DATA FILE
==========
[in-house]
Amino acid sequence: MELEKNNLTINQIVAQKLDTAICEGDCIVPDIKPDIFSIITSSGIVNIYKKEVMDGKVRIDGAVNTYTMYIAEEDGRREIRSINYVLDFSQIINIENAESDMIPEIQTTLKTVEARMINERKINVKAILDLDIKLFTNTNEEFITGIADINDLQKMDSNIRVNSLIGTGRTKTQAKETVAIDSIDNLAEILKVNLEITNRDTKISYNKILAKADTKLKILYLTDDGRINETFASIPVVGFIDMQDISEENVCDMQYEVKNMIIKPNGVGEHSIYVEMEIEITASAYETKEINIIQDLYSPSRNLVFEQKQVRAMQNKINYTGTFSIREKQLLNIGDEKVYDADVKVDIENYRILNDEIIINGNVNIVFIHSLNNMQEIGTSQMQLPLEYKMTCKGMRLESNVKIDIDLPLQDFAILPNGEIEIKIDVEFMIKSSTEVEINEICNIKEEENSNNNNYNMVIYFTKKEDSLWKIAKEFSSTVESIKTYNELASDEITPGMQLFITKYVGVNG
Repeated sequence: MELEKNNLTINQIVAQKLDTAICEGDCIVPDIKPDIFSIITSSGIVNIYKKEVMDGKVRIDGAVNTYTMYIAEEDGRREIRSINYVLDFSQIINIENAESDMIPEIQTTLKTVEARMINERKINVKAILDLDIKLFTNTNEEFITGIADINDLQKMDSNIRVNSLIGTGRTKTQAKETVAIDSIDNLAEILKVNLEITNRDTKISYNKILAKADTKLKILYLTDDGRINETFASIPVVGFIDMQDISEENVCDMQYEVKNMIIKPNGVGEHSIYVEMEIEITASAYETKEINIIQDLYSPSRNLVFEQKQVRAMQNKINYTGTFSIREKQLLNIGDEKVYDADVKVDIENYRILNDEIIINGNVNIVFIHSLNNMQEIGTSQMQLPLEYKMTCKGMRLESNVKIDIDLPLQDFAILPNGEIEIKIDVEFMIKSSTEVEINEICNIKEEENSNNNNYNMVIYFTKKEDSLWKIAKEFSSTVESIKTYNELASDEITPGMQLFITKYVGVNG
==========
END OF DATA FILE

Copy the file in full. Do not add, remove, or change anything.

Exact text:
[in-house]
Amino acid sequence: MELEKNNLTINQIVAQKLDTAICEGDCIVPDIKPDIFSIITSSGIVNIYKKEVMDGKVRIDGAVNTYTMYIAEEDGRREIRSINYVLDFSQIINIENAESDMIPEIQTTLKTVEARMINERKINVKAILDLDIKLFTNTNEEFITGIADINDLQKMDSNIRVNSLIGTGRTKTQAKETVAIDSIDNLAEILKVNLEITNRDTKISYNKILAKADTKLKILYLTDDGRINETFASIPVVGFIDMQDISEENVCDMQYEVKNMIIKPNGVGEHSIYVEMEIEITASAYETKEINIIQDLYSPSRNLVFEQKQVRAMQNKINYTGTFSIREKQLLNIGDEKVYDADVKVDIENYRILNDEIIINGNVNIVFIHSLNNMQEIGTSQMQLPLEYKMTCKGMRLESNVKIDIDLPLQDFAILPNGEIEIKIDVEFMIKSSTEVEINEICNIKEEENSNNNNYNMVIYFTKKEDSLWKIAKEFSSTVESIKTYNELASDEITPGMQLFITKYVGVNG
Repeated sequence: MELEKNNLTINQIVAQKLDTAICEGDCIVPDIKPDIFSIITSSGIVNIYKKEVMDGKVRIDGAVNTYTMYIAEEDGRREIRSINYVLDFSQIINIENAESDMIPEIQTTLKTVEARMINERKINVKAILDLDIKLFTNTNEEFITGIADINDLQKMDSNIRVNSLIGTGRTKTQAKETVAIDSIDNLAEILKVNLEITNRDTKISYNKILAKADTKLKILYLTDDGRINETFASIPVVGFIDMQDISEENVCDMQYEVKNMIIKPNGVGEHSIYVEMEIEITASAYETKEINIIQDLYSPSRNLVFEQKQVRAMQNKINYTGTFSIREKQLLNIGDEKVYDADVKVDIENYRILNDEIIINGNVNIVFIHSLNNMQEIGTSQMQLPLEYKMTCKGMRLESNVKIDIDLPLQDFAILPNGEIEIKIDVEFMIKSSTEVEINEICNIKEEENSNNNNYNMVIYFTKKEDSLWKIAKEFSSTVESIKTYNELASDEITPGMQLFITKYVGVNG